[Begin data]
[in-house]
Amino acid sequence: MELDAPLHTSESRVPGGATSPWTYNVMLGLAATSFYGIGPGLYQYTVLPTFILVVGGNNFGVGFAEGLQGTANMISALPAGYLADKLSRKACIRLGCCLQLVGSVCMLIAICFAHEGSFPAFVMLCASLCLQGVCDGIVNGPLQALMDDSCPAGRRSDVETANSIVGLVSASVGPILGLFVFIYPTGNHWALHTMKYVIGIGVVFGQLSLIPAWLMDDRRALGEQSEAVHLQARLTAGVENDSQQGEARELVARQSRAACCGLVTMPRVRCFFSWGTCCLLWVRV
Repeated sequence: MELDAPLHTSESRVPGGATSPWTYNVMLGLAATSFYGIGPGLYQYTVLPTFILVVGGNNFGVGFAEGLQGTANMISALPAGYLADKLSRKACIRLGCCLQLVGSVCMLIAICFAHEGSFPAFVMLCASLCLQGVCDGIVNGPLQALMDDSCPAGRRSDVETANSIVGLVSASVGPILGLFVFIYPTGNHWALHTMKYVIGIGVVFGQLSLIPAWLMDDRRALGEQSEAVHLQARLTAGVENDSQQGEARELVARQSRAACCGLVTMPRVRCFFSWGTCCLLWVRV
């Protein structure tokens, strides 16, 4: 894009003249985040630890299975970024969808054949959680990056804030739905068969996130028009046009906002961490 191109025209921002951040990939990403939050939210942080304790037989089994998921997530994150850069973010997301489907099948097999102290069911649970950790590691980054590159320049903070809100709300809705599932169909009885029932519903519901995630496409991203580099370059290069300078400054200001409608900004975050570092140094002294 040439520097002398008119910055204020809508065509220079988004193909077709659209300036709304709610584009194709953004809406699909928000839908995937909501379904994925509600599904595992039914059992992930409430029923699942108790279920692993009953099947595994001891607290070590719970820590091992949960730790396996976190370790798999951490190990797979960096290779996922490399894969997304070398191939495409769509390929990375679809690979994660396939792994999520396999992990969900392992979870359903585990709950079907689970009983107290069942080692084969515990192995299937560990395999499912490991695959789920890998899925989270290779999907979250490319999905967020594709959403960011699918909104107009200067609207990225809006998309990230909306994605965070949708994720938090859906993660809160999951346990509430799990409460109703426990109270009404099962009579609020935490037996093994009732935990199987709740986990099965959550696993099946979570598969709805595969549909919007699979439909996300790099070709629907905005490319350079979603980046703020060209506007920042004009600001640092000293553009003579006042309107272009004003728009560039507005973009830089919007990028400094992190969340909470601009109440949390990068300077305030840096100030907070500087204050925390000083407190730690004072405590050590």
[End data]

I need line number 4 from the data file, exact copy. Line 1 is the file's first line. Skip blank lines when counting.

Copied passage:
């Protein structure tokens, strides 16, 4: 894009003249985040630890299975970024969808054949959680990056804030739905068969996130028009046009906002961490 191109025209921002951040990939990403939050939210942080304790037989089994998921997530994150850069973010997301489907099948097999102290069911649970950790590691980054590159320049903070809100709300809705599932169909009885029932519903519901995630496409991203580099370059290069300078400054200001409608900004975050570092140094002294 040439520097002398008119910055204020809508065509220079988004193909077709659209300036709304709610584009194709953004809406699909928000839908995937909501379904994925509600599904595992039914059992992930409430029923699942108790279920692993009953099947595994001891607290070590719970820590091992949960730790396996976190370790798999951490190990797979960096290779996922490399894969997304070398191939495409769509390929990375679809690979994660396939792994999520396999992990969900392992979870359903585990709950079907689970009983107290069942080692084969515990192995299937560990395999499912490991695959789920890998899925989270290779999907979250490319999905967020594709959403960011699918909104107009200067609207990225809006998309990230909306994605965070949708994720938090859906993660809160999951346990509430799990409460109703426990109270009404099962009579609020935490037996093994009732935990199987709740986990099965959550696993099946979570598969709805595969549909919007699979439909996300790099070709629907905005490319350079979603980046703020060209506007920042004009600001640092000293553009003579006042309107272009004003728009560039507005973009830089919007990028400094992190969340909470601009109440949390990068300077305030840096100030907070500087204050925390000083407190730690004072405590050590």